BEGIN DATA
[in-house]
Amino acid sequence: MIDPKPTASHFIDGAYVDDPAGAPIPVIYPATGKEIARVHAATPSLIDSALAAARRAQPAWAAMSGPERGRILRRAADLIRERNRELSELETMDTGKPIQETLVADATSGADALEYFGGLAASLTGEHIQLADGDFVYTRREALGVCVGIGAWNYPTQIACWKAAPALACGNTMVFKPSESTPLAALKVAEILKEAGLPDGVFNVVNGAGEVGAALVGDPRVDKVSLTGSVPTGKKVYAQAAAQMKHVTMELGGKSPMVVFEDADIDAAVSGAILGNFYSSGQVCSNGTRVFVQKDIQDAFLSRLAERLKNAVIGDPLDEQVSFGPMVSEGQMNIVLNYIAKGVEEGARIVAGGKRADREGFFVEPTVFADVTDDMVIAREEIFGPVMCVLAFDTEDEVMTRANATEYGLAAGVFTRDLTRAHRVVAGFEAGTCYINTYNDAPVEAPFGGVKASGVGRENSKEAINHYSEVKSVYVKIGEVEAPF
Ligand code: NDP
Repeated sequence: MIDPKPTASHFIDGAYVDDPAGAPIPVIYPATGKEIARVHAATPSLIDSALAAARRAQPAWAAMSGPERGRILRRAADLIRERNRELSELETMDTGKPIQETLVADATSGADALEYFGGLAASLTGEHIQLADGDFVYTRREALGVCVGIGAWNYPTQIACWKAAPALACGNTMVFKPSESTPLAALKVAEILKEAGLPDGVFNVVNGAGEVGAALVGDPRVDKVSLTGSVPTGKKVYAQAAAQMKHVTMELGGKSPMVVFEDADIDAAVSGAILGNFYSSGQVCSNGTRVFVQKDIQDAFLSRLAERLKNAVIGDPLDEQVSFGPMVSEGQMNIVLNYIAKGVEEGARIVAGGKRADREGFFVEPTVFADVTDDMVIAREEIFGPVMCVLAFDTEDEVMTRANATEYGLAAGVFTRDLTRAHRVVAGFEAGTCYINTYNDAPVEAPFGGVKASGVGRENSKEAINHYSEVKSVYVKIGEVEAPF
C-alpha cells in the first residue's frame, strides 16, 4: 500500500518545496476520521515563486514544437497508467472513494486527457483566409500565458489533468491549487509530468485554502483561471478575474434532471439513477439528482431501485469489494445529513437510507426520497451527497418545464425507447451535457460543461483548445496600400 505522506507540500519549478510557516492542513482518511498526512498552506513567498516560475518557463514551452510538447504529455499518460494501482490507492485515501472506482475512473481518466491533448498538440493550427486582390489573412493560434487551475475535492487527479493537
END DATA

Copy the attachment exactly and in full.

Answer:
[in-house]
Amino acid sequence: MIDPKPTASHFIDGAYVDDPAGAPIPVIYPATGKEIARVHAATPSLIDSALAAARRAQPAWAAMSGPERGRILRRAADLIRERNRELSELETMDTGKPIQETLVADATSGADALEYFGGLAASLTGEHIQLADGDFVYTRREALGVCVGIGAWNYPTQIACWKAAPALACGNTMVFKPSESTPLAALKVAEILKEAGLPDGVFNVVNGAGEVGAALVGDPRVDKVSLTGSVPTGKKVYAQAAAQMKHVTMELGGKSPMVVFEDADIDAAVSGAILGNFYSSGQVCSNGTRVFVQKDIQDAFLSRLAERLKNAVIGDPLDEQVSFGPMVSEGQMNIVLNYIAKGVEEGARIVAGGKRADREGFFVEPTVFADVTDDMVIAREEIFGPVMCVLAFDTEDEVMTRANATEYGLAAGVFTRDLTRAHRVVAGFEAGTCYINTYNDAPVEAPFGGVKASGVGRENSKEAINHYSEVKSVYVKIGEVEAPF
Ligand code: NDP
Repeated sequence: MIDPKPTASHFIDGAYVDDPAGAPIPVIYPATGKEIARVHAATPSLIDSALAAARRAQPAWAAMSGPERGRILRRAADLIRERNRELSELETMDTGKPIQETLVADATSGADALEYFGGLAASLTGEHIQLADGDFVYTRREALGVCVGIGAWNYPTQIACWKAAPALACGNTMVFKPSESTPLAALKVAEILKEAGLPDGVFNVVNGAGEVGAALVGDPRVDKVSLTGSVPTGKKVYAQAAAQMKHVTMELGGKSPMVVFEDADIDAAVSGAILGNFYSSGQVCSNGTRVFVQKDIQDAFLSRLAERLKNAVIGDPLDEQVSFGPMVSEGQMNIVLNYIAKGVEEGARIVAGGKRADREGFFVEPTVFADVTDDMVIAREEIFGPVMCVLAFDTEDEVMTRANATEYGLAAGVFTRDLTRAHRVVAGFEAGTCYINTYNDAPVEAPFGGVKASGVGRENSKEAINHYSEVKSVYVKIGEVEAPF
C-alpha cells in the first residue's frame, strides 16, 4: 500500500518545496476520521515563486514544437497508467472513494486527457483566409500565458489533468491549487509530468485554502483561471478575474434532471439513477439528482431501485469489494445529513437510507426520497451527497418545464425507447451535457460543461483548445496600400 505522506507540500519549478510557516492542513482518511498526512498552506513567498516560475518557463514551452510538447504529455499518460494501482490507492485515501472506482475512473481518466491533448498538440493550427486582390489573412493560434487551475475535492487527479493537